AbstractPurpose of review
Mycobacterium tuberculosis (M.tb), the etiologic agent of tuberculosis, is a prominent global health threat because of the enormous reservoir of subclinical latent tuberculosis infection (LTBI). Current diagnostic approaches are limited in their ability to predict reactivation risk and LTBI is recalcitrant to antibiotic treatment. The present review summarizes recent advances in our ability to detect, treat and model LTBI as well as our understanding of bacterial physiology during latency.Recent findings
T-cell subsets and circulating proteins have been identified which could serve as biomarkers for LTBI or indicators of reactivation risk. In addition, experimental and in-silico models have enabled discoveries regarding bacterial physiology during latency and the host immune response following infection with latent M.tb.Summary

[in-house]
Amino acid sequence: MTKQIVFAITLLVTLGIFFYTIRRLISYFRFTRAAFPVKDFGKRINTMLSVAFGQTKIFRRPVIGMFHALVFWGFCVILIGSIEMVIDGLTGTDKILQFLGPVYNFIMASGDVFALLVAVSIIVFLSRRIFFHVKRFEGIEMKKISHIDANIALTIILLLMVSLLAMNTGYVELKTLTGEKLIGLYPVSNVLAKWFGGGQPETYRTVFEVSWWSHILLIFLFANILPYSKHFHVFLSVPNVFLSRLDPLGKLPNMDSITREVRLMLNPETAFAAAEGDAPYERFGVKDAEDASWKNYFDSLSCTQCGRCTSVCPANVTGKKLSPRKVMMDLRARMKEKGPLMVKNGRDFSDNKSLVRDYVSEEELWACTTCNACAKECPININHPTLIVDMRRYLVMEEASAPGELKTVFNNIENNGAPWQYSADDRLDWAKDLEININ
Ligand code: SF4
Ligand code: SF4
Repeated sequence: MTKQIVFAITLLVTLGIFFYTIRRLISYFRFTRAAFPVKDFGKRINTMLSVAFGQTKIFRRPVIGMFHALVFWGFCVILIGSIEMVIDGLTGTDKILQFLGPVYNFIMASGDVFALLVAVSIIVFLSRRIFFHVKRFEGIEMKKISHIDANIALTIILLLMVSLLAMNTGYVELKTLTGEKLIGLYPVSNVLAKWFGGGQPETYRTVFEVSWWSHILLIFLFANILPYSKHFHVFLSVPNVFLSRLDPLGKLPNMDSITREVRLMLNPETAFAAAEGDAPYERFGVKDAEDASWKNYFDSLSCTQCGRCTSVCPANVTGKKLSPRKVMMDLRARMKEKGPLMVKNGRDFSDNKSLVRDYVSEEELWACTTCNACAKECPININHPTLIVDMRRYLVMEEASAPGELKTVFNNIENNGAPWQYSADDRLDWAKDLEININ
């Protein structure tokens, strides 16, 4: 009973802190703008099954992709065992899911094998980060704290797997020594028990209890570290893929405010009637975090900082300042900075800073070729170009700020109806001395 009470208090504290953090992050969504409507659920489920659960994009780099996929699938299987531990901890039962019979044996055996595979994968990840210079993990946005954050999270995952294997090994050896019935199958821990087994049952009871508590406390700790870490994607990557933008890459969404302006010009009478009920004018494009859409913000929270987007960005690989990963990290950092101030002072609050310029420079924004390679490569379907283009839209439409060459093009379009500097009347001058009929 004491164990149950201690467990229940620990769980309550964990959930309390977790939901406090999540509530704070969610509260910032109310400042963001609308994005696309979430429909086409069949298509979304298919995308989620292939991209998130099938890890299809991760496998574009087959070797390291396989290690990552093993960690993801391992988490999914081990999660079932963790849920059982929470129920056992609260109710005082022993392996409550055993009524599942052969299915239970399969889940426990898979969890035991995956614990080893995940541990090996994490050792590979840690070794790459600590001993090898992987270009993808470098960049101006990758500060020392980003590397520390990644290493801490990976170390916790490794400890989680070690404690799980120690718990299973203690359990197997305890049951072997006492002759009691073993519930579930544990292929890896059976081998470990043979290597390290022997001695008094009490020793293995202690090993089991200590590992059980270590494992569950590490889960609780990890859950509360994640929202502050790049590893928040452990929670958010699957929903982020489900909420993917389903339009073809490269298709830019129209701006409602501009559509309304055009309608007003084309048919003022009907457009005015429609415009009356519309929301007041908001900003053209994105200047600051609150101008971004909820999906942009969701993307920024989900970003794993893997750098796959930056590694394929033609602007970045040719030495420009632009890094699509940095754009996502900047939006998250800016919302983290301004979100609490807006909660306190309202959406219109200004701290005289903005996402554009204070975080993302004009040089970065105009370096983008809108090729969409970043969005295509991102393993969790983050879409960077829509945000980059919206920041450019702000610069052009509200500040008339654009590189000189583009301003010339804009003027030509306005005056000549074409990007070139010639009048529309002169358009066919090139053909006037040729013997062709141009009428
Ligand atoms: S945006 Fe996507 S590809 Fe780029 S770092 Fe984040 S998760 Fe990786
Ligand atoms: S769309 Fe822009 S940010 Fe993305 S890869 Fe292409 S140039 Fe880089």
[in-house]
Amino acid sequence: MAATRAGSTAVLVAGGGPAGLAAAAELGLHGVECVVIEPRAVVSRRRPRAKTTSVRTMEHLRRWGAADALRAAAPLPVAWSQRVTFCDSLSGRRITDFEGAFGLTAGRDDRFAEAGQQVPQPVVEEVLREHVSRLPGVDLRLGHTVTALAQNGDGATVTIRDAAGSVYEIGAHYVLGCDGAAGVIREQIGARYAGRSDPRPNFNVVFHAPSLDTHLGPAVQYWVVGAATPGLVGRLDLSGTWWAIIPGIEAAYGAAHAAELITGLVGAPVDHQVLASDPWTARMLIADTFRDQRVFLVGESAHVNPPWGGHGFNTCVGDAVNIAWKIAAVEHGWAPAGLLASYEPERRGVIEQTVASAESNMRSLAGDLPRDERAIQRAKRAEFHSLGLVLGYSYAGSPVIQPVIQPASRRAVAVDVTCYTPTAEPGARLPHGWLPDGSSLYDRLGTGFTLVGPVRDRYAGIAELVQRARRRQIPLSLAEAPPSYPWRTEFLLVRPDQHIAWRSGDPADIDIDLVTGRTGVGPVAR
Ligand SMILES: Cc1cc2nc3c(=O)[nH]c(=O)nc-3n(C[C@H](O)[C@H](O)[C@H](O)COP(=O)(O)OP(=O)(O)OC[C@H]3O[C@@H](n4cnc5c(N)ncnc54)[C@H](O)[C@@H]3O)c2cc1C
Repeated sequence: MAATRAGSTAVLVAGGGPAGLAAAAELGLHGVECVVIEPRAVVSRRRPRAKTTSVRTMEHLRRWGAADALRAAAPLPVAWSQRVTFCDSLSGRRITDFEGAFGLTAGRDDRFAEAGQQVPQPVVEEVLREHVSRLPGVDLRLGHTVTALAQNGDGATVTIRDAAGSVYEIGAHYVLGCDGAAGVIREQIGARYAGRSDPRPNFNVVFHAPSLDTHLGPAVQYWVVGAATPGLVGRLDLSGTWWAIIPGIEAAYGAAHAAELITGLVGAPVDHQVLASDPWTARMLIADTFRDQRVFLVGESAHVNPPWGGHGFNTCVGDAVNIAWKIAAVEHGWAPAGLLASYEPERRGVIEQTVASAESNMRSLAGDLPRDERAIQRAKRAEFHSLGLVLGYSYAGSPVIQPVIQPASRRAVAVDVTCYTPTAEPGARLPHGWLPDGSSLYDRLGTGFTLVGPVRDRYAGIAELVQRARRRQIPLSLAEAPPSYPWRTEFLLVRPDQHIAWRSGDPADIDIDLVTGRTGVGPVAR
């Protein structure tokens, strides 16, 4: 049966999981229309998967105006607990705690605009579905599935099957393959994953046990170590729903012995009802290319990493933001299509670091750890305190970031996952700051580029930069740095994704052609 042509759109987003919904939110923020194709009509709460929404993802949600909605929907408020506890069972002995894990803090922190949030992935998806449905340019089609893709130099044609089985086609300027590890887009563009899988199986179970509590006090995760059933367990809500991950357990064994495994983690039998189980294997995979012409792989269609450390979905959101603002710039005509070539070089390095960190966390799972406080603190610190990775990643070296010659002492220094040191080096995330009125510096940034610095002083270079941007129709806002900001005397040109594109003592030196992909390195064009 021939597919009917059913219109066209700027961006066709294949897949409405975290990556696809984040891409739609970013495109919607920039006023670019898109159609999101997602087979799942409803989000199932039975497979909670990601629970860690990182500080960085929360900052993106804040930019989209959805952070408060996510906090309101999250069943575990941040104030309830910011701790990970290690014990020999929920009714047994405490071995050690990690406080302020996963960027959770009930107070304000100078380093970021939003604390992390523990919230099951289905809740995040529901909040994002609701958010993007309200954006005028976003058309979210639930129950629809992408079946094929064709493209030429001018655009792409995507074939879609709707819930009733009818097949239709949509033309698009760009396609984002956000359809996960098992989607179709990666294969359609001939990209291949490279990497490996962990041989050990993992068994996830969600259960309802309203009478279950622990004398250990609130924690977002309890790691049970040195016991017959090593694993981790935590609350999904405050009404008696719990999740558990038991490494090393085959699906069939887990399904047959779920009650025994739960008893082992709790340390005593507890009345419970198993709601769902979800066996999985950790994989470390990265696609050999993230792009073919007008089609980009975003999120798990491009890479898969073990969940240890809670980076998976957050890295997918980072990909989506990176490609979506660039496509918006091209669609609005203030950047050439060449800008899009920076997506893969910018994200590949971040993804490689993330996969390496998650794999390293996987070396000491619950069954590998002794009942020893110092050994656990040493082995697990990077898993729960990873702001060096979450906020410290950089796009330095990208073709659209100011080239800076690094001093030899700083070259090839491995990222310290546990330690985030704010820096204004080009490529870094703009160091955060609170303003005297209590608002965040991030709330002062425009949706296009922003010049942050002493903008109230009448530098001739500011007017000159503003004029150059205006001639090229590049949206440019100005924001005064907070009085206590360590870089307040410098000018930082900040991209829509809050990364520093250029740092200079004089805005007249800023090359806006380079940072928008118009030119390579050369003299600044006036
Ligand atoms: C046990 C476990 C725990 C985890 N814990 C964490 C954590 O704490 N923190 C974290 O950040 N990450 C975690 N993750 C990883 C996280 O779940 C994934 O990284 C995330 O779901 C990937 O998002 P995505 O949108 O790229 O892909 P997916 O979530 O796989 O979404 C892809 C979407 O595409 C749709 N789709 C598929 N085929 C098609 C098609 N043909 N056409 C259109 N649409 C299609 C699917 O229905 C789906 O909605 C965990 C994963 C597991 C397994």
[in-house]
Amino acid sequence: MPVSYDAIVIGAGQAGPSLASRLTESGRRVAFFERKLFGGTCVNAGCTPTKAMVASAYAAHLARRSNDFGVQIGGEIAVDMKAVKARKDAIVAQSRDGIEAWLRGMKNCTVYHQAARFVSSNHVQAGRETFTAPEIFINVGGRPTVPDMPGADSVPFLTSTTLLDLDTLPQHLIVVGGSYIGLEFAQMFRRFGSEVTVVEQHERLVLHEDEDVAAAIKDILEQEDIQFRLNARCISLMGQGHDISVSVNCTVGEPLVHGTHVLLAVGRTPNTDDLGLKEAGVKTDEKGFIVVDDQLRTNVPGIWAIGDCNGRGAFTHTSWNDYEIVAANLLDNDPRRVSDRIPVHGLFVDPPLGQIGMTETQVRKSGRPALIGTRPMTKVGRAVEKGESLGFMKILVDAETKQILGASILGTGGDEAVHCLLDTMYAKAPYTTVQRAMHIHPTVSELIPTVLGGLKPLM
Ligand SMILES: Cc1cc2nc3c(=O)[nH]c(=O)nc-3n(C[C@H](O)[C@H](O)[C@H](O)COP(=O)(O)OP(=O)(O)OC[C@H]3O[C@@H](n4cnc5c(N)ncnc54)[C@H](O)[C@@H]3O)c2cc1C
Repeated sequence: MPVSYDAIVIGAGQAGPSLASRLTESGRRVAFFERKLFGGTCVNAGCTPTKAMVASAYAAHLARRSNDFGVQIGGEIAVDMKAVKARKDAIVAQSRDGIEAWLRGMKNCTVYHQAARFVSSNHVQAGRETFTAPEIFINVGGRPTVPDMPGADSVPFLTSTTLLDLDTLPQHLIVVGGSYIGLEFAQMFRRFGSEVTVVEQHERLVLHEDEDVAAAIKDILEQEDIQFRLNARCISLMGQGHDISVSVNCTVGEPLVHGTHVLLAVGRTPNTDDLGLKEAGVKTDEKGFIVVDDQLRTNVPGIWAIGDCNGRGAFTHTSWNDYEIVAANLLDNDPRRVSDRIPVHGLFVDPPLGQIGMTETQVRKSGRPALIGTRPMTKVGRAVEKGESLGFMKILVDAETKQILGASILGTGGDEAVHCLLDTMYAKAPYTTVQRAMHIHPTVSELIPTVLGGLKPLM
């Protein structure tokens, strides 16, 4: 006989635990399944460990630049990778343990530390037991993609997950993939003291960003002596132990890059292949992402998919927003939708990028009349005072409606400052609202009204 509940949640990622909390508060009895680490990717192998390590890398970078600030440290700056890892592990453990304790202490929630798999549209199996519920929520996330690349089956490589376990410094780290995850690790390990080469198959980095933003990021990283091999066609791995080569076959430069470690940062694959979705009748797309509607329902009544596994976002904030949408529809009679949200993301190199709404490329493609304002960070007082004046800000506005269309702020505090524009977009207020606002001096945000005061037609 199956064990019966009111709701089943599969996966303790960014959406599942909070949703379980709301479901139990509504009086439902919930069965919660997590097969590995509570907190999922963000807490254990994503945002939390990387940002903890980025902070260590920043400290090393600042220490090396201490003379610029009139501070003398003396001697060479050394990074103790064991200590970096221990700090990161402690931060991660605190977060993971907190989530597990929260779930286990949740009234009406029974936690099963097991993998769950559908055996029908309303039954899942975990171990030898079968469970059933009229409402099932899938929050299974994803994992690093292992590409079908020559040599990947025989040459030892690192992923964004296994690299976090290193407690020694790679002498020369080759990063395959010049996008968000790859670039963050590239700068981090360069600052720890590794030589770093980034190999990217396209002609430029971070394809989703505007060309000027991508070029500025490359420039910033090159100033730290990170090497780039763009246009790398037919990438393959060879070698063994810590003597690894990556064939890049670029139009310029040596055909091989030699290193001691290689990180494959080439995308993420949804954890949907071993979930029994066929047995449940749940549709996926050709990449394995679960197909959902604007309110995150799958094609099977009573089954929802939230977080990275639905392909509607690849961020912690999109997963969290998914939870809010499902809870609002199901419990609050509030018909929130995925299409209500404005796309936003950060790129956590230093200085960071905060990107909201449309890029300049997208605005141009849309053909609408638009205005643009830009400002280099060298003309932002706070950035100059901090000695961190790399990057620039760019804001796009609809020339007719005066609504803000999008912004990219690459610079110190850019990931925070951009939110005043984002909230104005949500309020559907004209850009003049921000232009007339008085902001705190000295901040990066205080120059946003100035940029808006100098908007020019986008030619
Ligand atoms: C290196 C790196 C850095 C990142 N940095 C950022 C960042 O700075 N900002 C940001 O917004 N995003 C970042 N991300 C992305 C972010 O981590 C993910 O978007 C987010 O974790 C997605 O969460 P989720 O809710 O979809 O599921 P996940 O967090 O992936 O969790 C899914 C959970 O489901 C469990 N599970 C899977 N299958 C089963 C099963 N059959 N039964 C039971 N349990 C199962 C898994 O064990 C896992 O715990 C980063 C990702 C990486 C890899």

Despite recent advances, much more research is needed to bolster our ability to detect, implement treatment and model LTBI. The present work is crucial for the eradication of this global problem.